The courtyards between the wings not only establish De Korbeel’s welcoming feel but provide a space for the young patients to de-stress using age-appropriate outdoor games and recreational equipment. The communal kitchen and living spaces open onto them through long glazed doors—as do a number of bedroom windows, though these are equipped with thick shutters in case seclusion is needed.

De Korbeel.
De Korbeel.

The courtyards (1) and an interior sports hall (2) offer residents recreational opportunities. Photos © Klaas Verdru

Wood predominates throughout the interior. Although the building is framed in concrete, partitions and frames are made from koto, a light-toned tropical hardwood, while the ceilings in the corridors are lined with 1-inch-thick wood-wool cement panels for acoustic insulation. The effect is solid but calming. Indeed, “calm” is one of the key words that users of the building employ to describe it.

De Korbeel.

Interior spaces are filled with light and generously appointed in wood (3 - 5). Photos © Klaas Verdru

De Korbeel.
De Korbeel.

Ever-present safety concerns mean that there is an inevitable element of managed risk within this architecture. The young people who use De Korbeel can be violent. The rooms are fitted out with bespoke floor-to-ceiling carpentry in maple plywood that combines storage space with hidden wash basins that staff can lock for children who are unable to use them without causing harm. Beds are fixed to the floor to prevent them from being used to barricade doors. Doors have already been kicked off their hinges and had to be redesigned in response. The whole building is outfitted with a quiet alarm system, meaning that, when an incident occurs, staff members can alert each other using wrist activators that direct support to specific rooms. At night, in the secure unit, individual room doors in the wing can be opened so that residents can use the restrooms—but when one door is opened, the others are automatically locked to prevent residents from gathering in the corridor.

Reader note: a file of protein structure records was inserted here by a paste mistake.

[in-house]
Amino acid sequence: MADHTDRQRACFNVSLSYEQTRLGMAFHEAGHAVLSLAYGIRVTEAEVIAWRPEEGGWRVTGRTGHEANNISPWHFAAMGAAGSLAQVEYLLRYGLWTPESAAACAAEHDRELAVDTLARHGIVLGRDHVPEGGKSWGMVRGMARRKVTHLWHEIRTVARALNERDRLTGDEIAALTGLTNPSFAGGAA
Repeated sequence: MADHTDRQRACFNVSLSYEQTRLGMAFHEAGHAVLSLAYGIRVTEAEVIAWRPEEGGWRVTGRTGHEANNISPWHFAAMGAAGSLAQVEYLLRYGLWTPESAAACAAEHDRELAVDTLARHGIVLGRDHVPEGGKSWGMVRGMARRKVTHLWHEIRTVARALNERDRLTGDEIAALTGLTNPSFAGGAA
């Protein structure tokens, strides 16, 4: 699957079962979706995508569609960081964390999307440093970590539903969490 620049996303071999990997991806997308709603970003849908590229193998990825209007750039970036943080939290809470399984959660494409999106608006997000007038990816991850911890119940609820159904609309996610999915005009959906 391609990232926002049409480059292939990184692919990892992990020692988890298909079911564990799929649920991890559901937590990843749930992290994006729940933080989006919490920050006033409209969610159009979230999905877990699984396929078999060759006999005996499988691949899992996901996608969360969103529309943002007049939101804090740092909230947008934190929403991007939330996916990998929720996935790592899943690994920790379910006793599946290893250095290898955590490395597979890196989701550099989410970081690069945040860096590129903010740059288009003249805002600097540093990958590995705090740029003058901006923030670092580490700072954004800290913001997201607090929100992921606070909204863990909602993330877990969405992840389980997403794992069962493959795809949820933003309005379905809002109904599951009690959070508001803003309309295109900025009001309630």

Given the level of risk, the generosity of the design is all the more commendable: even security doors are paneled in wood. De Korbeel means “corbel,” and, although there are no corbels in the building, the name constitutes an apt metaphor for the building’s role as social support. Two studio apartments, one of which is located in the secure facility, enable those who are on the cusp of adulthood to work on caring for themselves in a supervised environment before they move out, into social housing. This is one of the many ways in which the necessary risk involved in helping vulnerable young people care for themselves is mitigated, and it is a key example of how this remarkable building is both architecturally and programmatically part of the community.

Click plan to enlarge

De Korbeel.


VK architects+engineers — Frederique Lievens, project architect; Kim Debeyser, interior architect; Bert Scheirlynck, project manager

VK architects+engineers

VeCoBo (safety, energy)

General Contractor:
Artes Depret

Groep Zorg H. Familie

82,000 square feet

$19.35 million

Completion Date:
May 2023




Precast Concrete:
Artes Depret

Windows & Doors:
Reynaers Aluminum

Acoustical Ceilings:
Rockfon, Heradesign (wood wool panels)

Cabinetry & Custom Woodwork:

BEGA (exterior); Modular Lighting Instruments (task and ambient); Luceplan (ambient)